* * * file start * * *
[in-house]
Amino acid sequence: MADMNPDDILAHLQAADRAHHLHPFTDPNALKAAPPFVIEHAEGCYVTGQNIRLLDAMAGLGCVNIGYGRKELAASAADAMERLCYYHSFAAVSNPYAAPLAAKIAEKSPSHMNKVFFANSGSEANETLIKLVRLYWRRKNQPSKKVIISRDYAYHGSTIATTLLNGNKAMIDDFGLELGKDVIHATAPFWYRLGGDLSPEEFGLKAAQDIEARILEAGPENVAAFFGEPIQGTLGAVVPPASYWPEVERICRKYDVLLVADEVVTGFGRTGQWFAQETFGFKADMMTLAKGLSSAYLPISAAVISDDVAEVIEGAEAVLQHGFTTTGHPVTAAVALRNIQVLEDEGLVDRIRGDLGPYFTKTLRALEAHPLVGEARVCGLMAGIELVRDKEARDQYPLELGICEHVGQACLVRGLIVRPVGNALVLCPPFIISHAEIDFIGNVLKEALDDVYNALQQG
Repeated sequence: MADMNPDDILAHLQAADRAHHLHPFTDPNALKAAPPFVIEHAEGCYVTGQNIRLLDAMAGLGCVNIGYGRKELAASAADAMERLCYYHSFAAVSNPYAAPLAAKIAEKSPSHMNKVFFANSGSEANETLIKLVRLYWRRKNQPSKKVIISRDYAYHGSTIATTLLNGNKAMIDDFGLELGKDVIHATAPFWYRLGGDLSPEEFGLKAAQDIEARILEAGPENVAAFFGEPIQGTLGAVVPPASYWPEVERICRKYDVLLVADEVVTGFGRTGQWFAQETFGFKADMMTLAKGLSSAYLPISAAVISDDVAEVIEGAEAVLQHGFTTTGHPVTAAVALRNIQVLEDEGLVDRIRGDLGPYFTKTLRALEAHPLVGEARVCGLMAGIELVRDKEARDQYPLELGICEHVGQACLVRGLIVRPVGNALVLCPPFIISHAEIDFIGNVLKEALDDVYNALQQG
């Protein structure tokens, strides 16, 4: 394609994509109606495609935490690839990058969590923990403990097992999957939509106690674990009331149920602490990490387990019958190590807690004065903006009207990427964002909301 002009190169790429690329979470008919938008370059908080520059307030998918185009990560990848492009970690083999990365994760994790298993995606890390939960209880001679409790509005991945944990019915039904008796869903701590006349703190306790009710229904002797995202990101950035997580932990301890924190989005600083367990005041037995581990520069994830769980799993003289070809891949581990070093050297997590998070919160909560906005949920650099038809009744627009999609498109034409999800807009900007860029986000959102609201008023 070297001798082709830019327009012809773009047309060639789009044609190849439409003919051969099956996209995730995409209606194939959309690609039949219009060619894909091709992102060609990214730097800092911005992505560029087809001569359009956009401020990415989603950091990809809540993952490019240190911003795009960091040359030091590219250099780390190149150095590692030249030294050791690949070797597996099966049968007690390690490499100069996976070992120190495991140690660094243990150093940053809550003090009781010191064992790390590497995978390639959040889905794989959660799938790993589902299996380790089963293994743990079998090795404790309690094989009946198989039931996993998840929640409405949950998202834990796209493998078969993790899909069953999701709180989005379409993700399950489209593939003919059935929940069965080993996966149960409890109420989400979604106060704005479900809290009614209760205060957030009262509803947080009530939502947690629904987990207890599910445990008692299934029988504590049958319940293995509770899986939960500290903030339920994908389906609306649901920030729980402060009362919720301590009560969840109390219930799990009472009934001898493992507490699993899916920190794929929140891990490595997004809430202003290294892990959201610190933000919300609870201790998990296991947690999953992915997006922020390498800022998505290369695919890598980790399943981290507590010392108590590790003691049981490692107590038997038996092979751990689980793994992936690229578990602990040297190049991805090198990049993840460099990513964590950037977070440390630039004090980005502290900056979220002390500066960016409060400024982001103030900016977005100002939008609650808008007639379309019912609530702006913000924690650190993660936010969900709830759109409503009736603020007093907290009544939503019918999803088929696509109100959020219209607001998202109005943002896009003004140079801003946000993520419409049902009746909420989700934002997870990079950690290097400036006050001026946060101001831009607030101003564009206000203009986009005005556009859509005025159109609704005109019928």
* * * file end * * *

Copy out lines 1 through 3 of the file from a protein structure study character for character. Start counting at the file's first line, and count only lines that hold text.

[in-house]
Amino acid sequence: MADMNPDDILAHLQAADRAHHLHPFTDPNALKAAPPFVIEHAEGCYVTGQNIRLLDAMAGLGCVNIGYGRKELAASAADAMERLCYYHSFAAVSNPYAAPLAAKIAEKSPSHMNKVFFANSGSEANETLIKLVRLYWRRKNQPSKKVIISRDYAYHGSTIATTLLNGNKAMIDDFGLELGKDVIHATAPFWYRLGGDLSPEEFGLKAAQDIEARILEAGPENVAAFFGEPIQGTLGAVVPPASYWPEVERICRKYDVLLVADEVVTGFGRTGQWFAQETFGFKADMMTLAKGLSSAYLPISAAVISDDVAEVIEGAEAVLQHGFTTTGHPVTAAVALRNIQVLEDEGLVDRIRGDLGPYFTKTLRALEAHPLVGEARVCGLMAGIELVRDKEARDQYPLELGICEHVGQACLVRGLIVRPVGNALVLCPPFIISHAEIDFIGNVLKEALDDVYNALQQG
Repeated sequence: MADMNPDDILAHLQAADRAHHLHPFTDPNALKAAPPFVIEHAEGCYVTGQNIRLLDAMAGLGCVNIGYGRKELAASAADAMERLCYYHSFAAVSNPYAAPLAAKIAEKSPSHMNKVFFANSGSEANETLIKLVRLYWRRKNQPSKKVIISRDYAYHGSTIATTLLNGNKAMIDDFGLELGKDVIHATAPFWYRLGGDLSPEEFGLKAAQDIEARILEAGPENVAAFFGEPIQGTLGAVVPPASYWPEVERICRKYDVLLVADEVVTGFGRTGQWFAQETFGFKADMMTLAKGLSSAYLPISAAVISDDVAEVIEGAEAVLQHGFTTTGHPVTAAVALRNIQVLEDEGLVDRIRGDLGPYFTKTLRALEAHPLVGEARVCGLMAGIELVRDKEARDQYPLELGICEHVGQACLVRGLIVRPVGNALVLCPPFIISHAEIDFIGNVLKEALDDVYNALQQG